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On our radar: Pain management

Thursday March 20, 2014
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Groups ask FDA to revoke approval of opioid Zohydro

More than 40 healthcare agencies, consumer organizations, addiction treatment providers and community-based drug and alcohol prevention programs called on the Food and Drug Administration to revoke its approval of the opioid Zohydro.
The medication is so powerful that a single dose could kill a child, according to a news release from Public Citizen, one of the groups that signed a letter to the FDA.

The Public Citizen news release noted that the FDA approved the drug in October against the advice of its own advisory committee, which voted 11-2 against allowing Zohydro, made by Zogenix and Alkermes, to be sold. It is the first single-ingredient hydrocodone drug ever to be approved.

Opioid prescriptions have skyrocketed in recent years, according to the news release. The U.S. includes 5% of the world’s population yet consumes more than 99% of the world’s hydrocodone. Opioid addiction and overdose deaths have increased commensurately. “I’m amazed that the FDA would approve a dangerous new opioid over the strong objection of its advisory panel,” Michael Carome, MD, director of Public Citizen’s Health Research Group, said in the release. “In the midst of a severe epidemic of opioid addiction and overdose deaths, this is the last thing we need.”

Upon approving the drug, the FDA stated: “Zohydro ER will offer prescribers an additional therapeutic option to treat pain, which is important because individual patients may respond differently to different opioids."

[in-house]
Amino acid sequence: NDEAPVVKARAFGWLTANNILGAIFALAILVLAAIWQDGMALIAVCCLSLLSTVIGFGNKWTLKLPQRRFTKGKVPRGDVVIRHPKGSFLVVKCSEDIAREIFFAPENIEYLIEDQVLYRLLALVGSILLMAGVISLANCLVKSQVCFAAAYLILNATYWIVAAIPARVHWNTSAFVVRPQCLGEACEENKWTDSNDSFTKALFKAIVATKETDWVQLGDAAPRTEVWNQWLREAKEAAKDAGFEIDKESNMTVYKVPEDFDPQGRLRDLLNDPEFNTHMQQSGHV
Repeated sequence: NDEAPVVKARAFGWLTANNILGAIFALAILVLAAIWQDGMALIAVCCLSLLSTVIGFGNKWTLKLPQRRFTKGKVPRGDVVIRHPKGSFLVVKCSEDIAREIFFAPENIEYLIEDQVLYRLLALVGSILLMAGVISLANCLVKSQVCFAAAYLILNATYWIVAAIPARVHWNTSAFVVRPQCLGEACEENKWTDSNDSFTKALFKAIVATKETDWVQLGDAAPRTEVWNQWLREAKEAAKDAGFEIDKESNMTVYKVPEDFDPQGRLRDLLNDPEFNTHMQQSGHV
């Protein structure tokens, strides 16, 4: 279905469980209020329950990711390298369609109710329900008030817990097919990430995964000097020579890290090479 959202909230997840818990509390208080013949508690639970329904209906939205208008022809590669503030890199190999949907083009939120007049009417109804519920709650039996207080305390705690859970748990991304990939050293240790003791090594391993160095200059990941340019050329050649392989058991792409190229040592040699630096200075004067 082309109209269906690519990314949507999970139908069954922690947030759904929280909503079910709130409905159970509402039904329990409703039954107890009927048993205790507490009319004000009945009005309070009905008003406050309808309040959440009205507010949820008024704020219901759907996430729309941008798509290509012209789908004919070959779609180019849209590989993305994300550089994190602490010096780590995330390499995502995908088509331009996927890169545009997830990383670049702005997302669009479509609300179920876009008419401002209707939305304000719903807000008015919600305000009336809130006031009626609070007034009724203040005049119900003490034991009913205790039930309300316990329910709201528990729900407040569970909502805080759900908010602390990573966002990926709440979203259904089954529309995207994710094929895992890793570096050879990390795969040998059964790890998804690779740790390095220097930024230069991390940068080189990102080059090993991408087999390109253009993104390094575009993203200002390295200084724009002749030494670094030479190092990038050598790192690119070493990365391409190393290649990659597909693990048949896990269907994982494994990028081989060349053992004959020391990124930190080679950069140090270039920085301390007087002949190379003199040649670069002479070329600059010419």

Improving lighting patterns could help hospital patients

Changing the lighting patterns in hospital rooms to make the rooms more aligned with normal sleep-wake cycles could help patients feel better with less fatigue and pain, according to a small study. Esther Bernhofer, RN, PhD, of the Cleveland Clinic, and colleagues designed a study to investigate the possibility of relationships between hospital lighting, mood, sleep and pain in hospitalized adults. Between May 2011 and April 2012, the investigators collected data at a large, academically affiliated U.S. hospital. Over 72 hours, light exposure and sleep-wake patterns were continuously measured.

The researchers found hospitalized patients in the small study were exposed primarily to low levels of light 24 hours a day, indicating a lack of the natural fluctuation between bright and low light required to help maintain normal sleep-wake patterns. Also, patients slept very poorly, and the less light patients were exposed to during the day, the more fatigued they felt. The more fatigued they felt, the more pain they experienced. “Low light exposure significantly predicted fatigue and total mood disturbance,” the authors wrote.